By Don Wang
As my buddy Vijay reported last November, the Supreme Court granted certiorari for Halo Elecs, Inc. v. Pulse Elects., Inc.., which was consolidated with Stryker Corp. v. Zimmer, Inc., to address whether it should change the current standard for awarding treble damages in patent suits. On February 23, 2016, the high court conducted the oral argument, and the transcript is available here. Continue reading →
By Vijay Kumar
The U.S. Supreme Court recently granted certiorari for two patent cases, Halo Electronics, Inc. v. Pulse Electronics, Inc. and Stryker Corp. v. Zimmer, to decide whether to relax the standard that determines if a district court can award treble damages to a patentee after a finding of infringement.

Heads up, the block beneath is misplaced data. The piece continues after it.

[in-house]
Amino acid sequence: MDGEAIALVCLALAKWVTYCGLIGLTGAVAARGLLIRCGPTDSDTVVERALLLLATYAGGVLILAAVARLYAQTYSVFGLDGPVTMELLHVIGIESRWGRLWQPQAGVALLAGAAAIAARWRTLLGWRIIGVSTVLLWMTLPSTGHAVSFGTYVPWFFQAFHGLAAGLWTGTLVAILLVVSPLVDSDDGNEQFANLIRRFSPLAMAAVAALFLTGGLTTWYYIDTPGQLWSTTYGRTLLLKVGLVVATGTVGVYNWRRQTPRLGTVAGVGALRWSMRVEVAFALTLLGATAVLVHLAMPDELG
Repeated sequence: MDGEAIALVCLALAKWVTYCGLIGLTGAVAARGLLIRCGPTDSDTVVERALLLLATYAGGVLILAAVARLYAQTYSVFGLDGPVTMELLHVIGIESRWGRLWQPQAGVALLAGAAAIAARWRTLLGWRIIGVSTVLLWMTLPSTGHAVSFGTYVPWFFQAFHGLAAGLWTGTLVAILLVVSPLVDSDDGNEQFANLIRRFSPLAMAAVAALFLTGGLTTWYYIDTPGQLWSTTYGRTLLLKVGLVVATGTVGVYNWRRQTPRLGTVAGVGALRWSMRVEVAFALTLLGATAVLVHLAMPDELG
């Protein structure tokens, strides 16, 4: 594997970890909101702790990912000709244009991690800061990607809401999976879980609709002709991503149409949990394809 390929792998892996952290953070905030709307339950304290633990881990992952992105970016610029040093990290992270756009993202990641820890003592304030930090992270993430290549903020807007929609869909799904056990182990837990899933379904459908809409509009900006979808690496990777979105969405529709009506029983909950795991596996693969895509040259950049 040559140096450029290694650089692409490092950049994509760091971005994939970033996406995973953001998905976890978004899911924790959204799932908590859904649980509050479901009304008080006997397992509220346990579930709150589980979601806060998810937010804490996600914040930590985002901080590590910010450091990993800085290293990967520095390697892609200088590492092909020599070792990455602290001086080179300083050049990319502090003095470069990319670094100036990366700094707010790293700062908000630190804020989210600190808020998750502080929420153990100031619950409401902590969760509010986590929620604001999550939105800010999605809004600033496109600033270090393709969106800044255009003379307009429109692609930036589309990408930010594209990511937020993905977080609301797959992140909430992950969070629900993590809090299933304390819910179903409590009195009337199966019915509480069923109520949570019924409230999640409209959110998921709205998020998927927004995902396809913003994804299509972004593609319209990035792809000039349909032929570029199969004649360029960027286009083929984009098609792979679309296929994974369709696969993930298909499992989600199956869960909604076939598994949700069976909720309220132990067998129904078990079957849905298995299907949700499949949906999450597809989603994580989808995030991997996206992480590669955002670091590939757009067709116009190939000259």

The legal authority for whether treble damages should be awarded is set forth in 35 § USC 284, which gives the district courts broad discretion to “increase the damages up to three times the amount found or assessed.” To clarify the rule, the Federal Circuit’s In re Seagate decision in 2007 set forth a two-part test, requiring the patentee to show that the infringer: (1) acted despite an objectively high risk of infringement, and (2) knew, or should have known, the risk of infringement. By granting cert, the Supreme Court will review this objective/subjective two-part test to determine its appropriateness. Continue reading →